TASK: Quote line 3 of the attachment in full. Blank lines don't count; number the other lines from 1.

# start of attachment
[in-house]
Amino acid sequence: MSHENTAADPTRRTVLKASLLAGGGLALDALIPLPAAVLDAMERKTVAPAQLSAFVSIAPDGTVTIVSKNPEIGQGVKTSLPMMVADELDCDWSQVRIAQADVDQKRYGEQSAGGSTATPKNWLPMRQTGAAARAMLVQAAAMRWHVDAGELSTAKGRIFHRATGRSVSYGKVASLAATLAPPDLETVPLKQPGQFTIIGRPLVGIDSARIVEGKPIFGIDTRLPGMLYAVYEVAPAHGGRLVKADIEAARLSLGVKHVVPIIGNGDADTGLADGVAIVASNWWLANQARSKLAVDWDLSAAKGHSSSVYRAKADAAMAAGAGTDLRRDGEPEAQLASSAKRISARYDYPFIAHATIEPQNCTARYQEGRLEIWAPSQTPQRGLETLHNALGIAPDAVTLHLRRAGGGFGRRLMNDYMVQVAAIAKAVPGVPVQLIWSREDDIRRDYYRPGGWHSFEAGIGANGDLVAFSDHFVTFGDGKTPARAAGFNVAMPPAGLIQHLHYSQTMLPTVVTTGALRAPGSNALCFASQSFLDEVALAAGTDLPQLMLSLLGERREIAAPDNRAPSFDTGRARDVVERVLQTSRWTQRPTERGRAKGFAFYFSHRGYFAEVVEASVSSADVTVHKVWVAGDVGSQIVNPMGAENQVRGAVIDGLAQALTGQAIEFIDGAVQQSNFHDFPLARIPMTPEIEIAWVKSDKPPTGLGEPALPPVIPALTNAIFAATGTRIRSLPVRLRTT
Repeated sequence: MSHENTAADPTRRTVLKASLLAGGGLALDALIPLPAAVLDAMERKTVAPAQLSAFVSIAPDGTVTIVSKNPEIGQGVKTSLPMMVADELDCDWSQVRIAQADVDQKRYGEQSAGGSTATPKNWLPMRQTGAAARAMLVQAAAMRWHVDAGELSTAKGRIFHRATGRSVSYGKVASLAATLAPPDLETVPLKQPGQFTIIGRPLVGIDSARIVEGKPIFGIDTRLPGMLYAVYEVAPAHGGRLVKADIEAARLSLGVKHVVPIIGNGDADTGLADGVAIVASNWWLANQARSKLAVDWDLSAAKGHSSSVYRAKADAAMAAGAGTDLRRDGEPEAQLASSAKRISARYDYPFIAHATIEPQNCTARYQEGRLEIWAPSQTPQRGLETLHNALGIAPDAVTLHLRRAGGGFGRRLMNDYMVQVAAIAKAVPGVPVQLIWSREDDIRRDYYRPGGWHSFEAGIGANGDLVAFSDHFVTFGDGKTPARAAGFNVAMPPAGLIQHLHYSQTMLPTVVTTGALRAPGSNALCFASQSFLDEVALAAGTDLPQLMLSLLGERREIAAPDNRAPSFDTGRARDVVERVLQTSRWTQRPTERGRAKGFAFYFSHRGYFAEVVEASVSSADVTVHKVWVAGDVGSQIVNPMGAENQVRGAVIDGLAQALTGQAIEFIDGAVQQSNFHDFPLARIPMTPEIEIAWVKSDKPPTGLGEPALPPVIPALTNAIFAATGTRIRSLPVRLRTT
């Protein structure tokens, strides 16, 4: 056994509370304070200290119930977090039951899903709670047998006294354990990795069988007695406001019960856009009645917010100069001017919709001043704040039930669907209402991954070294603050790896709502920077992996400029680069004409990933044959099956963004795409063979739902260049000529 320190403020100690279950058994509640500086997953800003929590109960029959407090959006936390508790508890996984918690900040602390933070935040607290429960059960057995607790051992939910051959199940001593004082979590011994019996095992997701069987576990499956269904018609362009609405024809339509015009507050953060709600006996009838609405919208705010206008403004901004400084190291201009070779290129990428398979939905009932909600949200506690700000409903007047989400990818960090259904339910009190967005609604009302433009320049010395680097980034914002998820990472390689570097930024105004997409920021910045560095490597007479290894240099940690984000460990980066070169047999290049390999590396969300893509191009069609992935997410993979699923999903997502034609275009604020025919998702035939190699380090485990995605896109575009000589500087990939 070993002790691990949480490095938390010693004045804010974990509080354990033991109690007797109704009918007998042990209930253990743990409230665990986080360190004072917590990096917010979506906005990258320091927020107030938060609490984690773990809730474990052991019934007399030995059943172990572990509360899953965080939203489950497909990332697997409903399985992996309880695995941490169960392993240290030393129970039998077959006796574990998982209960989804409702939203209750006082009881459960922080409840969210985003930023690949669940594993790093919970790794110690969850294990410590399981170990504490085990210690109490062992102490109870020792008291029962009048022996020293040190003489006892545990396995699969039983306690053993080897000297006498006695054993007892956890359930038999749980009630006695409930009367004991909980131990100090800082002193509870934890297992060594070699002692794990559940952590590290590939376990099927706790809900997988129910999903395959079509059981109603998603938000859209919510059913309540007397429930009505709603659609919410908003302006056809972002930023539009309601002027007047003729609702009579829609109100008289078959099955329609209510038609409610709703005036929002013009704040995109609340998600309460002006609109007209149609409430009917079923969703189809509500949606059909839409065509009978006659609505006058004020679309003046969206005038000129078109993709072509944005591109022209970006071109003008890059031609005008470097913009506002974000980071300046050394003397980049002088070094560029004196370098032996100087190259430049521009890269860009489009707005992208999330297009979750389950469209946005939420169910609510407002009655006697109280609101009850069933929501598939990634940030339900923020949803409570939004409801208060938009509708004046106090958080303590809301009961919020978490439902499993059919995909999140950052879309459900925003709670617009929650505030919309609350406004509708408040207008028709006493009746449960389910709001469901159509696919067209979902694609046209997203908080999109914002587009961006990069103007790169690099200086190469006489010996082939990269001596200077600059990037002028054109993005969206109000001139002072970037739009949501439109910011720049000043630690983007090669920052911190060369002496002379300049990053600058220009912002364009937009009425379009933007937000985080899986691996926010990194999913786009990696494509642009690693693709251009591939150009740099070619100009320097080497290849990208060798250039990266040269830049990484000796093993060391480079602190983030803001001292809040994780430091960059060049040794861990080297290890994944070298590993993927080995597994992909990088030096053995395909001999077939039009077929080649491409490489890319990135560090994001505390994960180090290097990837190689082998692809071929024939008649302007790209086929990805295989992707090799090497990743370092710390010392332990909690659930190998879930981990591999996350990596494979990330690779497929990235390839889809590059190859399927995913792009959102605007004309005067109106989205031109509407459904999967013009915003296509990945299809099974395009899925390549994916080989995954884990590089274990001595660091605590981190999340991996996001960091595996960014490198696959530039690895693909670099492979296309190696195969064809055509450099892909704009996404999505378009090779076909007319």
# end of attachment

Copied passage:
Repeated sequence: MSHENTAADPTRRTVLKASLLAGGGLALDALIPLPAAVLDAMERKTVAPAQLSAFVSIAPDGTVTIVSKNPEIGQGVKTSLPMMVADELDCDWSQVRIAQADVDQKRYGEQSAGGSTATPKNWLPMRQTGAAARAMLVQAAAMRWHVDAGELSTAKGRIFHRATGRSVSYGKVASLAATLAPPDLETVPLKQPGQFTIIGRPLVGIDSARIVEGKPIFGIDTRLPGMLYAVYEVAPAHGGRLVKADIEAARLSLGVKHVVPIIGNGDADTGLADGVAIVASNWWLANQARSKLAVDWDLSAAKGHSSSVYRAKADAAMAAGAGTDLRRDGEPEAQLASSAKRISARYDYPFIAHATIEPQNCTARYQEGRLEIWAPSQTPQRGLETLHNALGIAPDAVTLHLRRAGGGFGRRLMNDYMVQVAAIAKAVPGVPVQLIWSREDDIRRDYYRPGGWHSFEAGIGANGDLVAFSDHFVTFGDGKTPARAAGFNVAMPPAGLIQHLHYSQTMLPTVVTTGALRAPGSNALCFASQSFLDEVALAAGTDLPQLMLSLLGERREIAAPDNRAPSFDTGRARDVVERVLQTSRWTQRPTERGRAKGFAFYFSHRGYFAEVVEASVSSADVTVHKVWVAGDVGSQIVNPMGAENQVRGAVIDGLAQALTGQAIEFIDGAVQQSNFHDFPLARIPMTPEIEIAWVKSDKPPTGLGEPALPPVIPALTNAIFAATGTRIRSLPVRLRTT